Formalizing management policies, transparency and access to information and real time communication are examples of leadership. Management decisions or polices such as setting rules of business and giving authorization to people are formally implemented using IT enabled ERP enterprise resource planning or project management tool. These electronic instructions should be protected from unauthorized changes. This necessity of document (configuration control) is a safety from forgetfulness and disputes. This degree of formality is unavoidable. Forgetfulness is not always a bad thing as cleaning of memory is an important activity. Memory ( including document and records) is useful only for a recall value. This means, if we cannot go ahead with self confidence; at least, we can return back home. Retreat ( coming back) without records is impossible. Leaders are good at deciding what is needed to be remembered and what must be cleaned up. Use of white board for writing by non-permanent ink is one thing and printed documents like certificates or agreements are another. Retention of memory is context based.

ISO 9001: 2015 also has remodeled its style to meet its structure with other standards such as environmental management and occupation health etc. This is useful because people would not get unduly worried for references of clause numbers in different standards under umbrella of same ISO when they get audited.

The new version refers suppliers as external providers. Similarly, standards such as ASTM used in work are also external. Do not worry. It is not necessary to start calling suppliers, external provider. Standard has no such intent. It is just another name representing a logic or thinking.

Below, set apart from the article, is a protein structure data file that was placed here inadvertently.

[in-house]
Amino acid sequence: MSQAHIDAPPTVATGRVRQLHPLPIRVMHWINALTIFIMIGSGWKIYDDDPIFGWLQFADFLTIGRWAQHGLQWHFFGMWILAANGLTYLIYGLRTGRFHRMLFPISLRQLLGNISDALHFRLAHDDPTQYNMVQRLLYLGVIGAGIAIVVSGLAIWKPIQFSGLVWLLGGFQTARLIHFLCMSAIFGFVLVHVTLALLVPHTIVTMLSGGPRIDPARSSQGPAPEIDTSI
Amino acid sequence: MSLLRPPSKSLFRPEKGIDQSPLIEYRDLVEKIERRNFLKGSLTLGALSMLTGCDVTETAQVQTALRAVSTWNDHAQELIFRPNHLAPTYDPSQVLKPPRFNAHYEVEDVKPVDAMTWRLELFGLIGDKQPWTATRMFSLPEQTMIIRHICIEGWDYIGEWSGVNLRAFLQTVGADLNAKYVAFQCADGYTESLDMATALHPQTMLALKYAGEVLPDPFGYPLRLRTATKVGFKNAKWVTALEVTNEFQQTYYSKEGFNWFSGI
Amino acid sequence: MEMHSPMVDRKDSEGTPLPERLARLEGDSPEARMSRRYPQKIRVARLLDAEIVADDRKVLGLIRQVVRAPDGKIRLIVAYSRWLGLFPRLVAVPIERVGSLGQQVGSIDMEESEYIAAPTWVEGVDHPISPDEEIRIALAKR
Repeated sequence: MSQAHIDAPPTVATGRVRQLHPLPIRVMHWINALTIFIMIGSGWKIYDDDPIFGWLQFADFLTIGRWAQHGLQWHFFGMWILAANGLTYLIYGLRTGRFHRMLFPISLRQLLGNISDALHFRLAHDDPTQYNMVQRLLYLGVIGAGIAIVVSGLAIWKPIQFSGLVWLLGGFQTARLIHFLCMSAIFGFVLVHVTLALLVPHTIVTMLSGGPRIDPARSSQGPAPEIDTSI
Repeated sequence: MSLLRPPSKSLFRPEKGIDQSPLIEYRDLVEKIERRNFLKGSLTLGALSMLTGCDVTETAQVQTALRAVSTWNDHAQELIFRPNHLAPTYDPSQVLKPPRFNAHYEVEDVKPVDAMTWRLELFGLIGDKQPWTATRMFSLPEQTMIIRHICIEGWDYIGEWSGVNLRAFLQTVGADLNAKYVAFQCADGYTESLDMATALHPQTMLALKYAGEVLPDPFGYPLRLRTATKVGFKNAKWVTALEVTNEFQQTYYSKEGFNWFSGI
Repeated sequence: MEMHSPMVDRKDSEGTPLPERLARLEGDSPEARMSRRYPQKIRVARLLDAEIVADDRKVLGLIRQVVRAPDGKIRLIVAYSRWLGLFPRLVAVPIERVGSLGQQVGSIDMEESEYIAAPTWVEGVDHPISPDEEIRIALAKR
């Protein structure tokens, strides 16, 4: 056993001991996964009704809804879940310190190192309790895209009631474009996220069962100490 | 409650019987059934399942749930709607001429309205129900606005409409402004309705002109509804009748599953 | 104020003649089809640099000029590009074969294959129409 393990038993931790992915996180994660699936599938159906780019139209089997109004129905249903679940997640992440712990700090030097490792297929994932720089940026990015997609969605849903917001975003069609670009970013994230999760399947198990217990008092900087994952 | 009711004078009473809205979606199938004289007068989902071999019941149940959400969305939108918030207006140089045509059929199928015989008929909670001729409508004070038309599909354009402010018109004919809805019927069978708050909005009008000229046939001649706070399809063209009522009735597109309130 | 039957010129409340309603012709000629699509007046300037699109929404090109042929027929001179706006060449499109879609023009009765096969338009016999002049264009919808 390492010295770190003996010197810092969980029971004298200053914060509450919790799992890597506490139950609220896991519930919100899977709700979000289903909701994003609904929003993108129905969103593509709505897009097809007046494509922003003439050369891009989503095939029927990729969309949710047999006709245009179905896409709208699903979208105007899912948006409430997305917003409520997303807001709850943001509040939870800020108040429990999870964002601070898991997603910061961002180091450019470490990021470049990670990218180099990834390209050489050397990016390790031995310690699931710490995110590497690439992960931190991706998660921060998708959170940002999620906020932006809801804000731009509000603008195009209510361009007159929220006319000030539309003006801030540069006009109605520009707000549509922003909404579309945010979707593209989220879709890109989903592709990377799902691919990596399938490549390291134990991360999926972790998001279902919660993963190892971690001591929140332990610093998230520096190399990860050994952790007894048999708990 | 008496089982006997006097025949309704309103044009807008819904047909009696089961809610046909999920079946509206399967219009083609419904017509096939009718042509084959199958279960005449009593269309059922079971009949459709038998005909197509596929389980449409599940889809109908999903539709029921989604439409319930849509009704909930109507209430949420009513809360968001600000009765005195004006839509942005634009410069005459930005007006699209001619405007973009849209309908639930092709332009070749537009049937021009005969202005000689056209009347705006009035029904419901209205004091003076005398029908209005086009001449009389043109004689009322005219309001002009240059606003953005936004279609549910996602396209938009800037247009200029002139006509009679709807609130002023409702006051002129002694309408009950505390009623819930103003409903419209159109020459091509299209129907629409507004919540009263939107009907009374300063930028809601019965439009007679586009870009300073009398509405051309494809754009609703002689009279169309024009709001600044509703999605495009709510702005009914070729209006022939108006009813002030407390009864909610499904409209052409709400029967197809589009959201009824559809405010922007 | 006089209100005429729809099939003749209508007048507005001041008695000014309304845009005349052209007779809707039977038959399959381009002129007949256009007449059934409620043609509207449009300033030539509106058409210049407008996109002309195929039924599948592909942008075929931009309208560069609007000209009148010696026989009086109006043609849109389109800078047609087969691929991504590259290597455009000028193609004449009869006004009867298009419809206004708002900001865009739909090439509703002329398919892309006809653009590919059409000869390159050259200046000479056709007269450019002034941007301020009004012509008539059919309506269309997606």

Preventive action is eliminated. Any proactive approach which does not let a defect happen, at first chance, is called preventive action. Purpose of quality system such as roles and responsibility, training and competence and suitable equipment and so on are by itself proactive approach and therefore developing and implementing a quality system is itself a preventive action.

Risk based thinking is not about documenting risk. You can think but how can you document thoughts? Nobody is going to ask you a risk register and why this risk is more riskier than another. That would be funny. Standard is clever enough to not cause a confusion in fields of wild imagination in pick and choose risks.

"Quality Objectives" are the outcome of "risk based thinking". In earlier version of standards, there used to be a clause for "quality objectives" but it was not known how should that arrived at. There can be no other way of fixing goal and objectives at different levels in the organization other than the thinking of the risk and opportunities.

This natural behavior of management is included in the revised standard. Risk is unknown consequences. If consequence are known, you either know it that you have it or if you do not like you can plan for getting rid of it in near or long term. This is the way objectives are arrived at. Quality objectives at an organization level and at each process must be good enough to safeguard the quality, and if defects or unpleasant situations occur, that should be limited by defining quality objectives.

What is process ? How is a process different from operations? Process is all about a roadmap to set a goal and achieve it. For example, if you have to go to Delhi from Thimbu Bhutan, the goal is Delhi and various ways ( or valid possibilities) of reaching Delhi are called processes. The goal is product itself or av certain ambition of individual or organization. If there is no product or goal, there is obviously no process. Rice is same but its goals demand processes suitable for it. For example, dosa by one process and idli by another process.